In the outer wall of the Novo Brdo fortress a large cross is visible, built into the stones. The Novo Brdo fortified castle, or fortress, was thought at one point to have dated back to the Byzantine Empire. The Novo Brdo fort was mentioned in the historical documents as early as 1326. During the period of Serbian Emperor Dušan’s reign in the fortress of Novo Brdo there was the mint, but since 1349 coins with the title of the Novo Brdo Town were minted. The Fortress of Novo Brdo features the Upper and the Lower towns with eight massive rectangular towers. The Town of Novo Brdo resisted to the Turks for the longest period which was defeated from nearby fortifications of Prizrenac and Prilepac until it was finally occupied by Turks in 1455. From that moment, the Novo Brdo fortification started its downfall to be finally completely abandoned in the early 17th century.

Tradition of the Turks of Novo Brdo, and general tradition of the Gnjilane area, and especially the tradition of the Dzinic Family of Gnjilane itself has it that  the settlement of Gnjilane was established after the Novo Brdo lost its administrative and judicial power, what made the Dzinic Family overtook all the administration over the Novo Brdo region. The Dzinic beys /former Gjinoli/ settled in the 18th century in this part of Kosovo from the northern Albania. Its reign became so powerful to had overthrown the other Turkish lords in Pristina and took the whole reign into their hands. The weak Turkish government had to elevate their status and granted them the commander ship in Kosovo. In attempt to extend their power, Dzinic beys soon proclaimed themselves the rulers of the Novo Brdo region, after they have executed the dizdar who ruled the kaza, which contained the Gnjilane Morava area. At the of the 18th century the Gjinoli – the Džinić family transferred the seat of the Novo Brdo kadiluk to Gnjilane, where they have built a residence, and had created chitluk /system of land management in the Ottoman Empire providing powerful military officers to claim land from the Sultan’s holding as reward for their services, allowing them to pass the land onto their sons/ with several houses of the Serbs civciyas – workers without land who served the lords.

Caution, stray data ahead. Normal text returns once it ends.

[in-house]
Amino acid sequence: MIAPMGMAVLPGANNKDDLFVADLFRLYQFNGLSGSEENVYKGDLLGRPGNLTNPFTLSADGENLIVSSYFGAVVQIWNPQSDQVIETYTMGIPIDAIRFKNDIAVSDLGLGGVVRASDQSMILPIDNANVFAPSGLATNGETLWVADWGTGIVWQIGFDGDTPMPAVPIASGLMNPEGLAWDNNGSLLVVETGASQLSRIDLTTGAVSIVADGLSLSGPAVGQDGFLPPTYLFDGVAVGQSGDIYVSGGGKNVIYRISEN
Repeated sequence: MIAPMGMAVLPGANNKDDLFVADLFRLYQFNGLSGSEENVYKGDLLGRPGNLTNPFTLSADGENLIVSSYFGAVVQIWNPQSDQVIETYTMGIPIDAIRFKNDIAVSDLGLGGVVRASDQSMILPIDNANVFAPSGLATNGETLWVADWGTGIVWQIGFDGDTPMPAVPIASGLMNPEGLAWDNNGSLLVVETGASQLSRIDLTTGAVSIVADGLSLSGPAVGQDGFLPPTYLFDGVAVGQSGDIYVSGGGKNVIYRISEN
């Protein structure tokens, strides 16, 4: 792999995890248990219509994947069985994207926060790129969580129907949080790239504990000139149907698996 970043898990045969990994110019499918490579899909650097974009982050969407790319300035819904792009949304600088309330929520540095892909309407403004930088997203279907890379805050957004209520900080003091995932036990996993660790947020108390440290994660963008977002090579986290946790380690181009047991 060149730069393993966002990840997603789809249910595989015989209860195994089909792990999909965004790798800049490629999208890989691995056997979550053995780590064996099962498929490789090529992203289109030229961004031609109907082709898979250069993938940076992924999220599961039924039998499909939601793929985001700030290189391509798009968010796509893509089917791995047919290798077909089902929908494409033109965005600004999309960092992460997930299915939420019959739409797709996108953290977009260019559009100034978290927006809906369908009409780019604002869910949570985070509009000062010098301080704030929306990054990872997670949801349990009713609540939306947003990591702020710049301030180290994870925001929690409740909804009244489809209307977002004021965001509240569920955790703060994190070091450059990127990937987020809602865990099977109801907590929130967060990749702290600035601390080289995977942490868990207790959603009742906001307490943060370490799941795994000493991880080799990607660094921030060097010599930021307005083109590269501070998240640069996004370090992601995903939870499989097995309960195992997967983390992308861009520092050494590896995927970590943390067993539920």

The tradition has it that the last Turkish ruler of Novo Brdo was the Abdul Fetaf ef, who died in 1778 /or 1764/.  The Mosque with the turbe /grave/ at the Novo Brdo is well preserved and can be visited. The research and reconstruction works of Novo Brdo fortress are carried out constantly. Visitors of the Novo Brdo fortress are warmly recommended to refresh at the nearby cafe or at the original rural household in the village of Zebince which is run by reputed producers of various agricultural products and fantastic tasty cheese, and provides excellent traditional food and present the authentic lifestyle of the locals engaged in agriculture and stock breeding.